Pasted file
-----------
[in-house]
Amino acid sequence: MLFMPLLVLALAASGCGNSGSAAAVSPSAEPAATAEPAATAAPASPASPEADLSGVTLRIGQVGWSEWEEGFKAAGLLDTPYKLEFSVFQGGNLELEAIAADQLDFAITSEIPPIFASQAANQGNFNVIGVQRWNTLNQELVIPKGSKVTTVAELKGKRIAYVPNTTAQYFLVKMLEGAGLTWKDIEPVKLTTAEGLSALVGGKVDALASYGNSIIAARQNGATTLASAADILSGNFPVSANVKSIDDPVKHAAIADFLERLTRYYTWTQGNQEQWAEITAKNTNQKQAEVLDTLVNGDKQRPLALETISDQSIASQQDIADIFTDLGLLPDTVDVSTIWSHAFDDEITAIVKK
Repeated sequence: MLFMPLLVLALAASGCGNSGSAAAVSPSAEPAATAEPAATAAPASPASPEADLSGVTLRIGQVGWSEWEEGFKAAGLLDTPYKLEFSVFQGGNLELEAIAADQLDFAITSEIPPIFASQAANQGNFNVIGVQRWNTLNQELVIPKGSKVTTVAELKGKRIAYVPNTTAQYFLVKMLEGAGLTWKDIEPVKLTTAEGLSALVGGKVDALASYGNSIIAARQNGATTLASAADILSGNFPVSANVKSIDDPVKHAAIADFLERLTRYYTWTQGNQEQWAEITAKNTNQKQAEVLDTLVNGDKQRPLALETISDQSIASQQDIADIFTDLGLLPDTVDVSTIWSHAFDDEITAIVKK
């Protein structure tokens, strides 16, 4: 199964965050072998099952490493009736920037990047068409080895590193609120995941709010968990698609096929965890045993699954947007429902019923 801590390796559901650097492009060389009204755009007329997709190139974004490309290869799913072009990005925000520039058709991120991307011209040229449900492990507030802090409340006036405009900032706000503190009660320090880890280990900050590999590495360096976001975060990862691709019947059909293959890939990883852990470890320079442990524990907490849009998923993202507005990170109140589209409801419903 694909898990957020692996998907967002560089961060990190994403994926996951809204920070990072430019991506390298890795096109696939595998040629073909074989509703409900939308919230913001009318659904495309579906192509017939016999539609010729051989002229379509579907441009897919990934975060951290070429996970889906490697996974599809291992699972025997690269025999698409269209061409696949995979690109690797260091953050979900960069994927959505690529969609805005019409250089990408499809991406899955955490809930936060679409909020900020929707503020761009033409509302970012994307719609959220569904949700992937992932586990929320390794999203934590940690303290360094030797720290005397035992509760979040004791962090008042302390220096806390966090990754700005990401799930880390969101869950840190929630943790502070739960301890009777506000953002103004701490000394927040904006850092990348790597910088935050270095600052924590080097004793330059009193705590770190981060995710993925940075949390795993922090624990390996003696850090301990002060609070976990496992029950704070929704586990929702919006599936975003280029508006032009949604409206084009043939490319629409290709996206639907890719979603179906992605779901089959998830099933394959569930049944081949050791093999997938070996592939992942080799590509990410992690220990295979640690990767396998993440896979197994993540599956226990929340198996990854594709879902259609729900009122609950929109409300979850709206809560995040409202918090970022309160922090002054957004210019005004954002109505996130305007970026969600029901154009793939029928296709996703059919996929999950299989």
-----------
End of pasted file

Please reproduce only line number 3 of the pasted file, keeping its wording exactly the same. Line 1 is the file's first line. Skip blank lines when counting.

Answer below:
Repeated sequence: MLFMPLLVLALAASGCGNSGSAAAVSPSAEPAATAEPAATAAPASPASPEADLSGVTLRIGQVGWSEWEEGFKAAGLLDTPYKLEFSVFQGGNLELEAIAADQLDFAITSEIPPIFASQAANQGNFNVIGVQRWNTLNQELVIPKGSKVTTVAELKGKRIAYVPNTTAQYFLVKMLEGAGLTWKDIEPVKLTTAEGLSALVGGKVDALASYGNSIIAARQNGATTLASAADILSGNFPVSANVKSIDDPVKHAAIADFLERLTRYYTWTQGNQEQWAEITAKNTNQKQAEVLDTLVNGDKQRPLALETISDQSIASQQDIADIFTDLGLLPDTVDVSTIWSHAFDDEITAIVKK